Walking in an Irish winter-land. You should try it. Surreal and beautiful, and not all that common in this country. Coming from Canada, as I do, and seeing the national response to a bit of snow here was theatre for me. The Irish Transport Minister put out a statement claiming that taking to the roads would be a suicide mission. The Taoiseach urged the public not to risk “life and limb” by venturing out. Pat the Baker said there was an unprecedented demand for bread. He wasn’t lying. The shelves were emptied in all the supermarkets, starting with bread but followed closely by milk, and potatoes, as well as most fruits and vegetables. Except pineapples. I’m reliably informed that there were still some pineapples in Tesco’s a few days ago.
On Twitter Emma Ní Chearúil urged everyone to calm down after she went to make toast and her mother yelled, “NO! That’s the storm bread!!”
I suppose to a population not used to such wintry conditions, a bit of hyperbole isn’t misplaced, but I did find it hilarious. But then it started snowing… and snowing… then the wind came, and it started to feel like maybe “Game of Thrones” wasn’t a work of fiction after all. I’m sure I spotted zombies in the tree-line. Winter is here, in a way most inhabitants on this island have never seen, and I haven’t since I was in a country properly equipped to deal with it.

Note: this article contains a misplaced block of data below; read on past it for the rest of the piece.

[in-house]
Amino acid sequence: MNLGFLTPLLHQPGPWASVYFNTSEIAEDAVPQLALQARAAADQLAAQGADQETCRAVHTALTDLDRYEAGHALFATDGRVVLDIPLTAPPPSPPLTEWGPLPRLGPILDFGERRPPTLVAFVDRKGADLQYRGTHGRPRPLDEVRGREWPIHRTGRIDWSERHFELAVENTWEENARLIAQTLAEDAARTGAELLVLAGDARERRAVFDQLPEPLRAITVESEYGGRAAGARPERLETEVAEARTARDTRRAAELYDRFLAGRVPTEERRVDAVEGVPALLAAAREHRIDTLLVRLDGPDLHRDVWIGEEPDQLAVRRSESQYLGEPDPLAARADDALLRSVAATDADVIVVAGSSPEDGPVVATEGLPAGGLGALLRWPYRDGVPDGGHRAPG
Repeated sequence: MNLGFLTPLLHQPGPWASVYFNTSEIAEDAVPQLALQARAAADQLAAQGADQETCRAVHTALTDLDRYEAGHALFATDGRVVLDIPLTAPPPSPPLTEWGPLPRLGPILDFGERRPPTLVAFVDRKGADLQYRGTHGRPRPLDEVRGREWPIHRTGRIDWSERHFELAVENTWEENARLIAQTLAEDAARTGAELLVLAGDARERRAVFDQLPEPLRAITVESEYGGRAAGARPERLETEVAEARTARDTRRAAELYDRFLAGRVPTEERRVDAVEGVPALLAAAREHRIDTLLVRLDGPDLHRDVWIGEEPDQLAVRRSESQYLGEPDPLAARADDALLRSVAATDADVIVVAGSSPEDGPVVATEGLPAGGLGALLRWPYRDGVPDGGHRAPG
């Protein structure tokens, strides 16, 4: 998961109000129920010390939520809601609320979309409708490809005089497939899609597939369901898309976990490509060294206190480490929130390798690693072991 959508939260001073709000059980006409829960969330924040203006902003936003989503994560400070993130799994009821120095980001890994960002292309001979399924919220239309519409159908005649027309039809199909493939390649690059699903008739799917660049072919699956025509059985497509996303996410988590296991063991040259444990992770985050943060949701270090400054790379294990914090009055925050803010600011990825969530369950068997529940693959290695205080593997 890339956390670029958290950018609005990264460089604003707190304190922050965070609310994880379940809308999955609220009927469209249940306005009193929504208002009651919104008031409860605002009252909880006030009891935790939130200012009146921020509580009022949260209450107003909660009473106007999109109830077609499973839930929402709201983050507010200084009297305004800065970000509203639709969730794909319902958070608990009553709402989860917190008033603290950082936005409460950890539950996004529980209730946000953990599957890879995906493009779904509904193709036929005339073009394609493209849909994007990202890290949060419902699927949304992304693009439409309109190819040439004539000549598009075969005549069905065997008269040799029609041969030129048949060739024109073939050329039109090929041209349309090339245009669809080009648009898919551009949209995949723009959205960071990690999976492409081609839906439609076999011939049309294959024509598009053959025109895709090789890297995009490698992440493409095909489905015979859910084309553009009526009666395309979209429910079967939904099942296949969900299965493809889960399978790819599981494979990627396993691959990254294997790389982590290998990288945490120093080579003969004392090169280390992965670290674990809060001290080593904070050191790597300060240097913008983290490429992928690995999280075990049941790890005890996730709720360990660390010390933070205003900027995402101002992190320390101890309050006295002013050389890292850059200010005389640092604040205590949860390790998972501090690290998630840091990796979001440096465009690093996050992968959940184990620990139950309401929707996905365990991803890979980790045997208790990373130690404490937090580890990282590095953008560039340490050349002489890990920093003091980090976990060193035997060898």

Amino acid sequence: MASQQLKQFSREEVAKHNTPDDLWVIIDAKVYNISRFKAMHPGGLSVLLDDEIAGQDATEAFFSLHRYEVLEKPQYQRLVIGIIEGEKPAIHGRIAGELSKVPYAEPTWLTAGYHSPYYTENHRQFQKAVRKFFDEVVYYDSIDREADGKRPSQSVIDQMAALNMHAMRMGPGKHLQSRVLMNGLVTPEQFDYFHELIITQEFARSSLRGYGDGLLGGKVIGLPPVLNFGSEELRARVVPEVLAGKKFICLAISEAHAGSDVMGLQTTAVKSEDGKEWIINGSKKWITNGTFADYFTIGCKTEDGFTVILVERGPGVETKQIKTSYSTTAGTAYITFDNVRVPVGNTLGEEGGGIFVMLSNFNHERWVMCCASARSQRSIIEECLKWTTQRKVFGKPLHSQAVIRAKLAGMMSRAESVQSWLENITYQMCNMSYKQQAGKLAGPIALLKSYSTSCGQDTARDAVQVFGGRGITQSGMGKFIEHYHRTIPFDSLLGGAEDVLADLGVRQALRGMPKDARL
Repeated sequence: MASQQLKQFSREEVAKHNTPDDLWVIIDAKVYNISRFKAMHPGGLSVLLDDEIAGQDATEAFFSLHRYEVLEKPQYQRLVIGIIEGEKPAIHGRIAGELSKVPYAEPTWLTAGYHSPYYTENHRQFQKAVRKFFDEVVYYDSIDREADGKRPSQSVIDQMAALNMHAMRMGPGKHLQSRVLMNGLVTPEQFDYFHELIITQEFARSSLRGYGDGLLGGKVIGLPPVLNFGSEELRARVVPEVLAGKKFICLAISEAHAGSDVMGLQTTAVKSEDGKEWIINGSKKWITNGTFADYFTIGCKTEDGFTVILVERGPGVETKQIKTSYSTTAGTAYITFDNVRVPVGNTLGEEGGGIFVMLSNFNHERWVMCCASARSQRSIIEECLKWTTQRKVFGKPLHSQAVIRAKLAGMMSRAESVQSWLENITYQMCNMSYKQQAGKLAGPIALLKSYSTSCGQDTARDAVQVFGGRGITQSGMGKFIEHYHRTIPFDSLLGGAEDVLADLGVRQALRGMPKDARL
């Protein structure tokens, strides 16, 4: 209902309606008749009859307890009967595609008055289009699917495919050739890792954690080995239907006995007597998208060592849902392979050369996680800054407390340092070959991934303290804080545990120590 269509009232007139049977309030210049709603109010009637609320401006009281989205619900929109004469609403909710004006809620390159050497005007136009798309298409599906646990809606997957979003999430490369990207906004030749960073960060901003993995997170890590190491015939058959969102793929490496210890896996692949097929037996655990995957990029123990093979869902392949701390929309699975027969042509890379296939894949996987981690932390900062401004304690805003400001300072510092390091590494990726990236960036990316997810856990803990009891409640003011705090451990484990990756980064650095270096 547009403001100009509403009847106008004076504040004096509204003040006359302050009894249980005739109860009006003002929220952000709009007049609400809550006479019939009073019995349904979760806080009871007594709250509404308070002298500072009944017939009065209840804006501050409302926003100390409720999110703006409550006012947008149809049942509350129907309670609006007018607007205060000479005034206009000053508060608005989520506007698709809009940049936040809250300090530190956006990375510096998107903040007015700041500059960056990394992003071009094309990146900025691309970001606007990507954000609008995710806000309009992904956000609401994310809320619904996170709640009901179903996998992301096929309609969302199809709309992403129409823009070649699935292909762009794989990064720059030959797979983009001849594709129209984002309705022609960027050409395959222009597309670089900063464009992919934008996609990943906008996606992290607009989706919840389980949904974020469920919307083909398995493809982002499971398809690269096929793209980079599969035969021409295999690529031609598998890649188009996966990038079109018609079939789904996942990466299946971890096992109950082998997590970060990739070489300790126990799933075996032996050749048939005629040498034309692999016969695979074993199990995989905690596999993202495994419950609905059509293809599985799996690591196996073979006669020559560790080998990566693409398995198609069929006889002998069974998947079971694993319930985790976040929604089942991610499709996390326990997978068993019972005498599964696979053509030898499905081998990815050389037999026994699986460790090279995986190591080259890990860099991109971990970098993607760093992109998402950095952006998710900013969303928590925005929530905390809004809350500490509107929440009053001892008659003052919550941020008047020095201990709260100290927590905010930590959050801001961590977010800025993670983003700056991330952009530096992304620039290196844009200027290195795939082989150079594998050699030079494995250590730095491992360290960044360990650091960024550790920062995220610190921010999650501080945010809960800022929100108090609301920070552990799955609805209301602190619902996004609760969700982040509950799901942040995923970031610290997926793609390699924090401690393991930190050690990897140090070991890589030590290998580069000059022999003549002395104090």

Schools and universities have closed across the country. Motorways shut down. Flights cancelled. The road to our house is impassable, resulting in the cancellation of all of our bookings. Ireland has stopped and so have we. And until life as normal resumes, we have been doing what I hope everyone has: venturing out into the blinding beauty that has visited us. If you can’t beat it, join it. It is truly magical.
Our girls have been making snow angels, tobogganing down any vertical slope they can find and getting oh so close to making the greatest snowwoman of all time, just to have the victory snatched from them by the burning pain in their feet and hands, courtesy of the snow finding its way into their boots and mittens. A flashback to my youth that I never thought my kids would provide me with at Roundwood.
So, here we are. Frozen in, with nothing but time and gloves on our hands. We’ll get that snowwoman built, find the fastest hill and learn to live with frozen feet until it all melts away.
And although it will make paying our bills a little more difficult if that doesn’t happen soon, I think I’m ok with it. We have a wine cellar.
I shouldn’t have laughed Ireland.